“In every major war we have fought in the 19th and 20th centuries,” said Hormats, “Americans have been asked to pay higher taxes – and nonessential programs have been cut – to support the military effort. Yet during this Iraq war, taxes have been lowered and domestic spending has climbed. In contrast to World War I, World War II, the Korean War and Vietnam, for most Americans this conflict has entailed no economic sacrifice. The only people really sacrificing for this war are the troops and their families.”

In his celebrated Farewell Address, Hormats noted, George Washington warned against “ungenerously throwing upon posterity the burdens we ourselves ought to bear.”

And, DO NOT misinterpret this item’s inclusion here. Both major parties are totally subservient to the corporate special interests which strangle the most urgent needs of the country. Only the voice of the people has will have any impact on the self-satisfied chair warmers.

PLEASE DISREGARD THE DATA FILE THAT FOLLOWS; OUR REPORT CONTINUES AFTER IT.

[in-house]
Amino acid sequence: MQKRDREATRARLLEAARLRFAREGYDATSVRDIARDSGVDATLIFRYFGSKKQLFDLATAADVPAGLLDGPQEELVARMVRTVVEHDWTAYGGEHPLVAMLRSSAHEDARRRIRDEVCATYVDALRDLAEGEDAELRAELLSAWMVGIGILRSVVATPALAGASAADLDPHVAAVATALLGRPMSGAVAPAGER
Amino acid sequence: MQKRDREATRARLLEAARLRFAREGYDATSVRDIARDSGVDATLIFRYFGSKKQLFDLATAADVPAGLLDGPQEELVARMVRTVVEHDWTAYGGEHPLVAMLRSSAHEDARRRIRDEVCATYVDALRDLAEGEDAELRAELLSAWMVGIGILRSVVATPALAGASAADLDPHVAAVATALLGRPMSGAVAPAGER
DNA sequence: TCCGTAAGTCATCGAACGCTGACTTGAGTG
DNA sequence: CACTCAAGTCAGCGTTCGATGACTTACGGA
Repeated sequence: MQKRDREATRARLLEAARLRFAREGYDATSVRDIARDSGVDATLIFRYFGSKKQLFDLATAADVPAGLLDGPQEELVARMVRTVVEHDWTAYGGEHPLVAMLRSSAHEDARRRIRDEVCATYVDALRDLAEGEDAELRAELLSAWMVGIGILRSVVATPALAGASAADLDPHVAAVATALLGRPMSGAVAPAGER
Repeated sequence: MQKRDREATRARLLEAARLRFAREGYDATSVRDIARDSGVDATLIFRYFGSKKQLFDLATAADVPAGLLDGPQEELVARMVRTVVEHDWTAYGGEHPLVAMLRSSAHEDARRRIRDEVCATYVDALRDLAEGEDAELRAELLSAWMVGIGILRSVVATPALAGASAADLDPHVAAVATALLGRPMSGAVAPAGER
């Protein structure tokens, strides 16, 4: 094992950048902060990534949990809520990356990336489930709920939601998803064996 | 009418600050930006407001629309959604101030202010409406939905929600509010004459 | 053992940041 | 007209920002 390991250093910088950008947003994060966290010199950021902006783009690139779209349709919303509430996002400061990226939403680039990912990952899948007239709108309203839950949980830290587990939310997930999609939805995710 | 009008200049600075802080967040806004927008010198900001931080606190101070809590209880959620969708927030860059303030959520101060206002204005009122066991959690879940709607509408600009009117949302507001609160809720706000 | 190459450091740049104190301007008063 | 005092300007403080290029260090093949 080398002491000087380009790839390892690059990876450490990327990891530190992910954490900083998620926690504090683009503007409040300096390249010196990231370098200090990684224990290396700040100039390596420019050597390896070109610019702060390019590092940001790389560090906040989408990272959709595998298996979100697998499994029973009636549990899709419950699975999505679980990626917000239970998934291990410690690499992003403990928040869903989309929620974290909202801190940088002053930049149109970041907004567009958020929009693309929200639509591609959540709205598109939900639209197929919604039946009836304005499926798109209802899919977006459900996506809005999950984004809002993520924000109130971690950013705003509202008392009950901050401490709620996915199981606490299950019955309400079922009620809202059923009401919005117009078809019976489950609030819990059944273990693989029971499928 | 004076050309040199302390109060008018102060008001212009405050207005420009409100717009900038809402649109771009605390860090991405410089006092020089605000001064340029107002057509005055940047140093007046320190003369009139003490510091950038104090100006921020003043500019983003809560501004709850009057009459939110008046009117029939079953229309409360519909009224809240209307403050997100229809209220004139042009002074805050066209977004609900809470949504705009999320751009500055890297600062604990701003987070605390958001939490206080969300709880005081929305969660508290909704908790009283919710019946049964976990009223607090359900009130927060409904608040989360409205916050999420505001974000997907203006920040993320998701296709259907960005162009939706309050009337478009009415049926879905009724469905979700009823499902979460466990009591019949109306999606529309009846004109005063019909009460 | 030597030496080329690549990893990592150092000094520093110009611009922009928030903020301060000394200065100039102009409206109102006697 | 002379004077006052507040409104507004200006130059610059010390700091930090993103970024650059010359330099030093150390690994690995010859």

Filed under: Passenger Rail Transportatio Policy

The Texas NARP meeting

The Texas NARP meeting is over and here is what I know. Of course, all of this is according to usually reliable sources.

The idea of a Crescent reroute through Mobile is absurd beyond belief. Amtrak denies. It sounded credible.

The sense that I am hearing is that the Crescent extension to San Antonio is dying under its’ own weight .Too many logistical obstacles stand in the way.

Now, a few opinions.

The chat lists have been buzzing over the rumors generated from another site. Perhaps, when whispers of the Mobile reroute first started spinning, it seemed more possible. Sometimes stories just take on a life of their own. Even for Amtrak, it would have been an amazing stroke of bad public relations to strike out at two small Mississippi cities which have made substantial station investments, not to mention Senator Trent Lott.